As the World Cup approaches, the nation shows little sign of splitting apart along racial lines. South African flags flying from cars and the diverse following for the national soccer team are public displays of widespread patriotism. For many, the fan frenzy is a reminder of how South Africa's 1995 rugby world championship—made famous by the Clint Eastwood movie "Invictus"—broke down barriers between blacks and whites.

"It is clear that millions of our people have waited for years and look upon this tournament with hope, pride and a sense of belonging," President Zuma told a press conference Sunday. "Sport has always played an important role in our historical mission to build a united, non-racial and prosperous South Africa."

But also ahead of the World Cup, South Africa has become an increasingly fractious place. Although race remains a source of tension, economic concerns have stoked many of the protests.

Last month, the nation endured a debilitating three-week transport strike before the state-owned ports and rail operator settled on a hefty wage increase for workers. Cosatu, an umbrella group of trade unions and a powerful ANC ally, has warned of possible labor strikes during the World Cup, if authorities do not reverse double-digit electricity price increases. Last week, several thousand hospital workers walked off their jobs over pay issues.

Meanwhile, a hodgepodge of social activist groups have threatened marches during the World Cup. The South African Institute of Race Relations, a think tank in Johannesburg, estimates that 25 "major centers of protest" have surfaced this year, nearly all in black townships. The World Cup has galvanized protesters, largely because of the leverage they have over a state anxious to host a trouble-free event, according to Frans Cronje, deputy chief executive of the institute.

"It's a useful moment to protest because the stakes are so much higher for the government," he says.

President Zuma didn't respond to interview requests.

The stakes are also high for the party behind the government. The ruling ANC continues to hold the vast majority of seats in parliament, but it's come under pressure from a vocal opposition and a freewheeling local media. Like liberation parties in other countries, such as the Indian National Congress of India, the ANC has struggled to show it can deliver political freedoms as well as a better standard of living for the poor.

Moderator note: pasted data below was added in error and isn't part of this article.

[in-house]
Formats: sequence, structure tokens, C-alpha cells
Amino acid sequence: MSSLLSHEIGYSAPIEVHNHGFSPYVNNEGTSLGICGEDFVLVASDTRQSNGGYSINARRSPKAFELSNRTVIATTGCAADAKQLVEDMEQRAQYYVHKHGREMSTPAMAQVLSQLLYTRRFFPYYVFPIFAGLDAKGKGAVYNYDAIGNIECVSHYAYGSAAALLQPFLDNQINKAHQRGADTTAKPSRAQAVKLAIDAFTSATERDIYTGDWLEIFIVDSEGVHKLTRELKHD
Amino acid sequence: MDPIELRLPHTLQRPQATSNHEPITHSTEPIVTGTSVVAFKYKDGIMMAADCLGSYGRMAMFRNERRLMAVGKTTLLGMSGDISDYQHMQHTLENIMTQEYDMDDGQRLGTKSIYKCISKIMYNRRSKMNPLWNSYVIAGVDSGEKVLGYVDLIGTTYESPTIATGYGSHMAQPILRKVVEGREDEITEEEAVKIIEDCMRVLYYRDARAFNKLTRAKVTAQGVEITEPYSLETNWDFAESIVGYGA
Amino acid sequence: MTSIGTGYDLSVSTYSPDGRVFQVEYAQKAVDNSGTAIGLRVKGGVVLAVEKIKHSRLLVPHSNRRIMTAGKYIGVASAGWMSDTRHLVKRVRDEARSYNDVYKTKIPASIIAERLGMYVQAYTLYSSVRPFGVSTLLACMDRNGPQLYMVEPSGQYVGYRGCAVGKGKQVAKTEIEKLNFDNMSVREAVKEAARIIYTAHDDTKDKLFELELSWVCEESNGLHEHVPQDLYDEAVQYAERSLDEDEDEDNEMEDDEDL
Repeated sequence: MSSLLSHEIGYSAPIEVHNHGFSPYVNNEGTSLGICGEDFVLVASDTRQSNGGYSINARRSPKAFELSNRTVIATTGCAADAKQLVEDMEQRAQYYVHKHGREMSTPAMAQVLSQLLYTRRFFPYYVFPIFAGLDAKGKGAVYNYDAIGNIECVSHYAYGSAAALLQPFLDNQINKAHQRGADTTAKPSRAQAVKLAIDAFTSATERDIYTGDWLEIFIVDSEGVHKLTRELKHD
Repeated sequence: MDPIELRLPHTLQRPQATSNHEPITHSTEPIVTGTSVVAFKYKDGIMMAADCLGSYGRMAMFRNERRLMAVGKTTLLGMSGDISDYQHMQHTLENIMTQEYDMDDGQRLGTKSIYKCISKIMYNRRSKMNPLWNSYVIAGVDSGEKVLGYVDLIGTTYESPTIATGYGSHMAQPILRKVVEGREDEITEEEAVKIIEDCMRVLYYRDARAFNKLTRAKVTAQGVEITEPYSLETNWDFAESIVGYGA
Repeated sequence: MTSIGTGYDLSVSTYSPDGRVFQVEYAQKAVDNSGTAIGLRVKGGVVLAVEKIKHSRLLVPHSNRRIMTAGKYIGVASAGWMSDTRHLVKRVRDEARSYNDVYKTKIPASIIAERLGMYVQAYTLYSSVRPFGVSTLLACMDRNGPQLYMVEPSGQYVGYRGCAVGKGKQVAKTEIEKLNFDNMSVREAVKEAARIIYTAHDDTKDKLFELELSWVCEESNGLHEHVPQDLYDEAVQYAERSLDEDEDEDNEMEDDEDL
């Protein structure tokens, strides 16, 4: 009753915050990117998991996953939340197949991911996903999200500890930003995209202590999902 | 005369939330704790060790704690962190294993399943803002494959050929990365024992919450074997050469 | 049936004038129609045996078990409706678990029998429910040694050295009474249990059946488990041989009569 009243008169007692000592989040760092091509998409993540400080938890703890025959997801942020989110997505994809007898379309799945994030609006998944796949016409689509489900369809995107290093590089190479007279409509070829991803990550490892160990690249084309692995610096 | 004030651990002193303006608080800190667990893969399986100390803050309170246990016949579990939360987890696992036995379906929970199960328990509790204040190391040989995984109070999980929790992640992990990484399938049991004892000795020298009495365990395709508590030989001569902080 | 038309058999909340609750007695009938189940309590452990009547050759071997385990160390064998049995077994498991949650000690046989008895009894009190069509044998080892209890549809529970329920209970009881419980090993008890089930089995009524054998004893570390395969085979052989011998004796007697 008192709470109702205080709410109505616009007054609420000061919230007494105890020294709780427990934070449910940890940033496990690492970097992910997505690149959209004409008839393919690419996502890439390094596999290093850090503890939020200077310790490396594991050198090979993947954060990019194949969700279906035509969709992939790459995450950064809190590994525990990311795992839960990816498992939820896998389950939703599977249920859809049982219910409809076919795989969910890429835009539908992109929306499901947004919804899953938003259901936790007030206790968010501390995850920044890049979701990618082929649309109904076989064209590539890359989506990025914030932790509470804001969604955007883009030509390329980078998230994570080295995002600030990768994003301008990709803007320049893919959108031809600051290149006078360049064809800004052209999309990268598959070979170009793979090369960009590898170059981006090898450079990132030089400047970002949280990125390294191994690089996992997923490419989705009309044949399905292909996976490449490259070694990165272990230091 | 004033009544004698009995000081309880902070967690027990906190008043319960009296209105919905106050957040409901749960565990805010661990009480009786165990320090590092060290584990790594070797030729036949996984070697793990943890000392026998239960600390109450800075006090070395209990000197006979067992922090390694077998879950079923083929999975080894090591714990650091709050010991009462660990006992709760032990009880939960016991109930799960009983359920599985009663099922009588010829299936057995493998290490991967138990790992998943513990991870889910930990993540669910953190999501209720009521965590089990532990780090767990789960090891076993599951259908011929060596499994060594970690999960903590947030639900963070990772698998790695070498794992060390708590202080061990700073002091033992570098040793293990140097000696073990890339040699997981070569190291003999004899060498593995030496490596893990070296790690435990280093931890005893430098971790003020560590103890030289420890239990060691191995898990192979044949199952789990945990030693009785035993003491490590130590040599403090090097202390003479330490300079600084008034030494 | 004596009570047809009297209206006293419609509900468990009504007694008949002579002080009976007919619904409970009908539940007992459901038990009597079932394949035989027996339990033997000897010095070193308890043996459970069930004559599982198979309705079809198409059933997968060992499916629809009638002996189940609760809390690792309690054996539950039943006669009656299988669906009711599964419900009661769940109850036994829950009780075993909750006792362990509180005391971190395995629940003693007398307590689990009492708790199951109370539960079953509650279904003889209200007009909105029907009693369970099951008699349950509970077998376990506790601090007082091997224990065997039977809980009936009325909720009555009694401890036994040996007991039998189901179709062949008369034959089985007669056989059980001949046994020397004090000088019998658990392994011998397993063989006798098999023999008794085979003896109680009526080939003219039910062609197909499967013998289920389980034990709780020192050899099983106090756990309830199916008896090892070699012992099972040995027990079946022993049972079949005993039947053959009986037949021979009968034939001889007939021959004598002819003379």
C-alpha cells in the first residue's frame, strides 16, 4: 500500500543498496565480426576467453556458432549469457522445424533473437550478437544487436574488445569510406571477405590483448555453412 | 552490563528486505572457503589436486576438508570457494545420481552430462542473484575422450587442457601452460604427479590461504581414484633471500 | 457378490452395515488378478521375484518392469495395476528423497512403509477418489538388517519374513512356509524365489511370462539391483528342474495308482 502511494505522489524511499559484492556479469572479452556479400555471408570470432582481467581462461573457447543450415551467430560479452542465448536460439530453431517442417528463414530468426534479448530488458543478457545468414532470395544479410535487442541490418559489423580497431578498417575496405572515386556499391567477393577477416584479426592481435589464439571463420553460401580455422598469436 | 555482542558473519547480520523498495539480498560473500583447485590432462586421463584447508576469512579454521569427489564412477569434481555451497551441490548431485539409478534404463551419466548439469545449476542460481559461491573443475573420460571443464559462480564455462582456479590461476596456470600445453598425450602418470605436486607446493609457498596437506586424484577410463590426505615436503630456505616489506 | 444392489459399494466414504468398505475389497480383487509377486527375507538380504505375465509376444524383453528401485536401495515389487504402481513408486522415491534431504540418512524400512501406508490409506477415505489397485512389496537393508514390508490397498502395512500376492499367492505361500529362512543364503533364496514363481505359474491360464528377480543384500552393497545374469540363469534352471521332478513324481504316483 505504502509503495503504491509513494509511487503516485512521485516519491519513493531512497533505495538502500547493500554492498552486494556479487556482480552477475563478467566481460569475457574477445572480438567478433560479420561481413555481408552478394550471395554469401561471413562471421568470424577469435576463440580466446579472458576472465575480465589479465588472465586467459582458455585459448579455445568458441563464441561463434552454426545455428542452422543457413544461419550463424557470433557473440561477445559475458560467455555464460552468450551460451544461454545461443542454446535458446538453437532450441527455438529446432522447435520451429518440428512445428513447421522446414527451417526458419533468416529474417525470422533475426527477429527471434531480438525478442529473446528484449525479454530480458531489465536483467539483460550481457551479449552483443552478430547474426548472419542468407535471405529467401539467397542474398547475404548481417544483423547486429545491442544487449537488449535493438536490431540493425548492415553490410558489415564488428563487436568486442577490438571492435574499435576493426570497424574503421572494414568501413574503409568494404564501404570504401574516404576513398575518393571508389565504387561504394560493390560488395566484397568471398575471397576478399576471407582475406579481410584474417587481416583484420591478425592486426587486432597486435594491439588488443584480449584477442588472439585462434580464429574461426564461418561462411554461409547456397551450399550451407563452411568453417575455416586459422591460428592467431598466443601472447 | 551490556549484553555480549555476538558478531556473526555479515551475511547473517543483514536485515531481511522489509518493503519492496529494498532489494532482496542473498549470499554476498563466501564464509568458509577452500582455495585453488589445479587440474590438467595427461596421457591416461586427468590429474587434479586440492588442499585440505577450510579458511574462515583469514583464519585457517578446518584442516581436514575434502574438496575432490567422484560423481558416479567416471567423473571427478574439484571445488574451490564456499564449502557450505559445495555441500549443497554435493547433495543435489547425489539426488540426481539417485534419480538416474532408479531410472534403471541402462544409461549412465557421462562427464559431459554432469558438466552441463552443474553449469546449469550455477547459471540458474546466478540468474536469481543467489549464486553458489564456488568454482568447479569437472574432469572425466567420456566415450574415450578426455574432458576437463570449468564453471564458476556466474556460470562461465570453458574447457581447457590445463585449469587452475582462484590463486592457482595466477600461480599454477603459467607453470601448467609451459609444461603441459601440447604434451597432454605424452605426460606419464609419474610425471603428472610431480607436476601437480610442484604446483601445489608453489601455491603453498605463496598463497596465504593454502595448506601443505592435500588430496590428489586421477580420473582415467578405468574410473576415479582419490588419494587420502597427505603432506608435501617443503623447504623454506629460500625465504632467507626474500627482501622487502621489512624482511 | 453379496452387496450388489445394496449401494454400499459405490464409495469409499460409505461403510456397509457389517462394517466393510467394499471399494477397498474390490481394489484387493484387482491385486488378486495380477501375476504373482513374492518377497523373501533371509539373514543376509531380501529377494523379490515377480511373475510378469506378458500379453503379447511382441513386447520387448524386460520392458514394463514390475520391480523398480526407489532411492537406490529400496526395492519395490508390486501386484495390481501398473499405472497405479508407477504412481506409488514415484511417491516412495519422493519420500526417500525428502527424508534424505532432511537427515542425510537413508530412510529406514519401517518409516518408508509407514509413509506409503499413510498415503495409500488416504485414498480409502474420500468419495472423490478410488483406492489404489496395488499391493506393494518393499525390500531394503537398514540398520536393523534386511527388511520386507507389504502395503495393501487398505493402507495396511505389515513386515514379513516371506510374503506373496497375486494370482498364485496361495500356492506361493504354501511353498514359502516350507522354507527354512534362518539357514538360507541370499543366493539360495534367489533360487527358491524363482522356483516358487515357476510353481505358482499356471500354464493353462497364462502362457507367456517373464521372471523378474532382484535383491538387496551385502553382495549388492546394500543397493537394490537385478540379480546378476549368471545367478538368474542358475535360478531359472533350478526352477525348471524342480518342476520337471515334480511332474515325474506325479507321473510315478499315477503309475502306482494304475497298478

Nearly a century old, the ANC was founded to unite Africans in the quest for human rights. In the 1950s, the organization gained a mass following with campaigns that defied South Africa's laws of racial segregation, a system known as apartheid. In the 1960s, the ANC took up arms against the government. Many ANC leaders, including Mr. Mandela, ended up in jail.

It wasn't until 1990 that the government of South Africa—under pressure from township protests and economic sanctions from foreign countries—lifted a ban on the party. Mr. Mandela and others were released from prison and, in elections four years later, catapulted into power. Since then, the ANC has focused on racial reconciliation with whites and extending new opportunities for blacks through affirmative action policies.

The affable Mr. Zuma, the son of a domestic worker, became president last year by winning the top post at the ANC. Neither charges of corruption, linked to a government arms deal, nor a rape trial derailed his path to power. (The corruption charges were dropped and Mr. Zuma was acquitted of rape).

But personal troubles have become a part of his presidency. Earlier this year, the president admitted to fathering a 20th child with a woman who wasn't one of his three wives or one fiancée. The affair sparked an outcry, even in a country where polygamy is legal. Mr. Zuma apologized to his supporters and paid damages to the family of the woman, whose father, Irvin Khoza, is the chairman of South Africa's World Cup Organizing Committee.

Mr. Zuma's troubles aren't only personal.

ANC leaders have feuded with Cosatu, a government ally, over allegations the leader of the trade union group made about government corruption. Meanwhile, the head of the powerful ANC Youth League, Julius Malema, was threatened with suspension and ordered to attend anger management classes for lashing out at Mr. Zuma, among other offenses. Some officials and analysts see the political battles as the opening salvos within the ANC to succeed Mr. Zuma, after his term as party head expires in 2012.

Beyond the infighting, Mr. Zuma confronts major economic challenges. Despite South Africa surfacing from recession this year, and a binge of World Cup infrastructure spending, the overall job picture hasn't improved. Unemployment hovers at around 25%.

While Mr. Zuma assumed the presidency with a reputation as an economic populist, he has steered clear of steps that would frighten foreign investors. For example, the president and his ministers have reassured global miners that nationalization isn't official policy, even as he has tried to appease the party left by allowing debate on the subject.